A poet’s perspective of a revolutionary food affair

A poet’s perspective of a revolutionary food affair
Photo by Marius Ciocirlan on Unsplash

This is a poem by Toni Giselle Stuart that uses words, phrases and ideas shared by all the chefs, sommeliers, farmers, writers, environmentalists, bush doctors, entrepreneurs, and allies at the first South African People of Colour at the Table Conference, in February 2019. It was the first-ever gathering of people of colour who work in South Africa’s food and related industries.

revolutionaries at the table

come in, sit here, feel free

smell. taste. touch

you cannot refuse what is offered

here, a spoonful of ice-cream invites you

to listen, to understand who we are

we come from a long line of revolutionaries

here, meet the Mothers of Sauces, Mam’Dora and Aunty Cass

we are grown from the heat in their kitchens

and moulded from the steam sweating their brows

from our ash heaps, pumpkins grow

and we make the most beautiful stews

with no pretension to be anything else

but who we are


meet a chef slow-cooked over 85 years in a DRC family kitchen

meet a chef slow-roasted through apartheid’s fire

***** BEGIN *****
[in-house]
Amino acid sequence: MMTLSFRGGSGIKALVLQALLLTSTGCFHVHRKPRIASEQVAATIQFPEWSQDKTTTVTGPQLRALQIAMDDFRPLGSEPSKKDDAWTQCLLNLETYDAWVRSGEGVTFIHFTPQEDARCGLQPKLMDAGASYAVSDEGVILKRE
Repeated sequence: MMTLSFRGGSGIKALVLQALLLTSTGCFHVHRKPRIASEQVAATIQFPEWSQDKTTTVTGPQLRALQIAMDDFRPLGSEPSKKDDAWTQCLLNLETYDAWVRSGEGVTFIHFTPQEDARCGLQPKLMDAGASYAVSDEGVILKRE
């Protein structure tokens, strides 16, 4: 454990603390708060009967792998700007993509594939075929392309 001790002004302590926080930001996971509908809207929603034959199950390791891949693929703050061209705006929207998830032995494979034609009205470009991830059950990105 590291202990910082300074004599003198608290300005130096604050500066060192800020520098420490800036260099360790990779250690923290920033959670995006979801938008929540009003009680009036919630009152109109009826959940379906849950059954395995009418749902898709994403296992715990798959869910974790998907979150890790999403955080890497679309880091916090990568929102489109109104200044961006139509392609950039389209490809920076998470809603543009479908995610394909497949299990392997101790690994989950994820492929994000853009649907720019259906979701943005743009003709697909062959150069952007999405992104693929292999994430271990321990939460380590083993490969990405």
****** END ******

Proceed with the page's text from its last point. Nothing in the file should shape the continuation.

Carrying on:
taking her township cuisine to the world

meet a bush doctor, whose herbal tea will heal you before you grow ill

and a sommelier who cultivated a crate of wine from his backpack of certificates

meet the Lazy Makoti, whose books fill the kitchens of wives who are proud of who they are

come in, sit here, feel free.

smell. taste. touch. listen…

we are listening to the land,

asking: what would you like us to do?

did you get a fair deal before we plucked and picked you?

now, we’re learning to plant as we pluck

and sow as we ferment

we clothe our children spiritually

and feed them more than just food

here, mint is medicine for a tummy ache

and diamonds and pearls grow generations

come in, sit here, feel free

smell. taste. touch

you cannot refused what’s offered to you

there is hurt here too

because they ate our foods

and with the same tongue taught us to shun

and shame our roots and pulses

they closed their kitchen doors to us

and refused to tell our stories

but every pot of samp and beans

is a salute to our grandmothers’ strengths

and those ash heaps still sprout pumpkins

and the soil in our backyards still remember our grandfathers’ seeds


we can feed ourselves

we always absolutely have

when we hide what we eat, we hide who we are

and we refuse to hide


we cook what we love

and we cook with conviction

we plant new seeds as we stand our ground

we reclaim our histories as we speak our truth

we claim our space for the generations of growers, chefs, stylists, herbalists, photographers, sommeliers, and writers to come

we do not whisper. we lift as we rise

we do not whisper. we lift as we rise

come in, sit here, feel free

smell. taste. touch

the revolution is here: we welcome you in. DM


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